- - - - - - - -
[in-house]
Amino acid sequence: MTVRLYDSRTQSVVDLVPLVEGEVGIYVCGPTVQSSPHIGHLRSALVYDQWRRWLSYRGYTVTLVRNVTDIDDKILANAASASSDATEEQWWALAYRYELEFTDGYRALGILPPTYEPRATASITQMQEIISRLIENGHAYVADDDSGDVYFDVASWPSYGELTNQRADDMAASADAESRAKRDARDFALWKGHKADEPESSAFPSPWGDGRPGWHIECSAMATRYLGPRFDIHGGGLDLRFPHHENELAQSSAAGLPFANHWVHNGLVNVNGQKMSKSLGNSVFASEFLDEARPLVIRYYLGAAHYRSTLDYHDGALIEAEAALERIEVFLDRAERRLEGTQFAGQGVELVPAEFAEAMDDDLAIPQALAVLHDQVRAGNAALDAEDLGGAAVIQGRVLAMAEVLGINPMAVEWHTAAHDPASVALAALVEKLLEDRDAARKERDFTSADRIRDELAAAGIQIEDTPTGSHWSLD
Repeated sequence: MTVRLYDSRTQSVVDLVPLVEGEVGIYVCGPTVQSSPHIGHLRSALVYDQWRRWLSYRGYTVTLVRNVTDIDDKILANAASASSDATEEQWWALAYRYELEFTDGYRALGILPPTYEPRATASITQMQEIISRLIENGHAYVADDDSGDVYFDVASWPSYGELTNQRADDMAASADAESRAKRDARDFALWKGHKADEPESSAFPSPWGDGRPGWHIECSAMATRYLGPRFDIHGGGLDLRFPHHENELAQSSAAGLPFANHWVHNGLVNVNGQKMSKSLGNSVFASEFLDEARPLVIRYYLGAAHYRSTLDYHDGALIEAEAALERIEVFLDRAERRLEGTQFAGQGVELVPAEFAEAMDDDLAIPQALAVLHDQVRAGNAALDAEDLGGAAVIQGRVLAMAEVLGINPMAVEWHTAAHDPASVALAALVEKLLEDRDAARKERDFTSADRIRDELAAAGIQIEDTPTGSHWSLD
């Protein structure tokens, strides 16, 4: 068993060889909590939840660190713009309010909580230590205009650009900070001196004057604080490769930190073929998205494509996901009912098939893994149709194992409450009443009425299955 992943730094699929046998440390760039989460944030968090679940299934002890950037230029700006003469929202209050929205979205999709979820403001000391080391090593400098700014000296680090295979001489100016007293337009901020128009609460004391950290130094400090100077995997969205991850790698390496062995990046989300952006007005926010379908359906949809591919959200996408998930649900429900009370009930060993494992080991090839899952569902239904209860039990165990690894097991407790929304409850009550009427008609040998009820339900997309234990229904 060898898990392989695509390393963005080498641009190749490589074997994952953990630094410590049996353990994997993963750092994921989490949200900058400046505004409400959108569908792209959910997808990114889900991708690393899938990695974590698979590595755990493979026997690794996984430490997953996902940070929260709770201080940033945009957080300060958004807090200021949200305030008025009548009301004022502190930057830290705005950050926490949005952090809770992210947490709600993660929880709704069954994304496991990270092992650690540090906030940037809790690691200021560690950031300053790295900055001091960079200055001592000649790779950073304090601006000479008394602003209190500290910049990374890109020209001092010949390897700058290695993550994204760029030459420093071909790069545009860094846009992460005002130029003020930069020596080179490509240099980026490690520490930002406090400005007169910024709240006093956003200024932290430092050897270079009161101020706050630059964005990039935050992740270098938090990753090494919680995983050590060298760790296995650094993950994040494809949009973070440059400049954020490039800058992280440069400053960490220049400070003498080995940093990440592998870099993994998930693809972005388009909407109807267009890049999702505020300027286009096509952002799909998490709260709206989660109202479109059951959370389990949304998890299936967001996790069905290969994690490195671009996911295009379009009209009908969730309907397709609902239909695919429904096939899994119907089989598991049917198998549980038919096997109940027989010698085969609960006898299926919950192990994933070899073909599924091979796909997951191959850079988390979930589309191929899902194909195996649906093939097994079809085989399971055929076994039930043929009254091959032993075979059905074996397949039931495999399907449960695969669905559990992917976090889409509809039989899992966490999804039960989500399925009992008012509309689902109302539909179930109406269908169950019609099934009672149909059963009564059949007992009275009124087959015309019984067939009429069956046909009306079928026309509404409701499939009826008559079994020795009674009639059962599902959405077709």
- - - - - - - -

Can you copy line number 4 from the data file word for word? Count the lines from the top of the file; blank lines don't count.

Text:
């Protein structure tokens, strides 16, 4: 068993060889909590939840660190713009309010909580230590205009650009900070001196004057604080490769930190073929998205494509996901009912098939893994149709194992409450009443009425299955 992943730094699929046998440390760039989460944030968090679940299934002890950037230029700006003469929202209050929205979205999709979820403001000391080391090593400098700014000296680090295979001489100016007293337009901020128009609460004391950290130094400090100077995997969205991850790698390496062995990046989300952006007005926010379908359906949809591919959200996408998930649900429900009370009930060993494992080991090839899952569902239904209860039990165990690894097991407790929304409850009550009427008609040998009820339900997309234990229904 060898898990392989695509390393963005080498641009190749490589074997994952953990630094410590049996353990994997993963750092994921989490949200900058400046505004409400959108569908792209959910997808990114889900991708690393899938990695974590698979590595755990493979026997690794996984430490997953996902940070929260709770201080940033945009957080300060958004807090200021949200305030008025009548009301004022502190930057830290705005950050926490949005952090809770992210947490709600993660929880709704069954994304496991990270092992650690540090906030940037809790690691200021560690950031300053790295900055001091960079200055001592000649790779950073304090601006000479008394602003209190500290910049990374890109020209001092010949390897700058290695993550994204760029030459420093071909790069545009860094846009992460005002130029003020930069020596080179490509240099980026490690520490930002406090400005007169910024709240006093956003200024932290430092050897270079009161101020706050630059964005990039935050992740270098938090990753090494919680995983050590060298760790296995650094993950994040494809949009973070440059400049954020490039800058992280440069400053960490220049400070003498080995940093990440592998870099993994998930693809972005388009909407109807267009890049999702505020300027286009096509952002799909998490709260709206989660109202479109059951959370389990949304998890299936967001996790069905290969994690490195671009996911295009379009009209009908969730309907397709609902239909695919429904096939899994119907089989598991049917198998549980038919096997109940027989010698085969609960006898299926919950192990994933070899073909599924091979796909997951191959850079988390979930589309191929899902194909195996649906093939097994079809085989399971055929076994039930043929009254091959032993075979059905074996397949039931495999399907449960695969669905559990992917976090889409509809039989899992966490999804039960989500399925009992008012509309689902109302539909179930109406269908169950019609099934009672149909059963009564059949007992009275009124087959015309019984067939009429069956046909009306079928026309509404409701499939009826008559079994020795009674009639059962599902959405077709």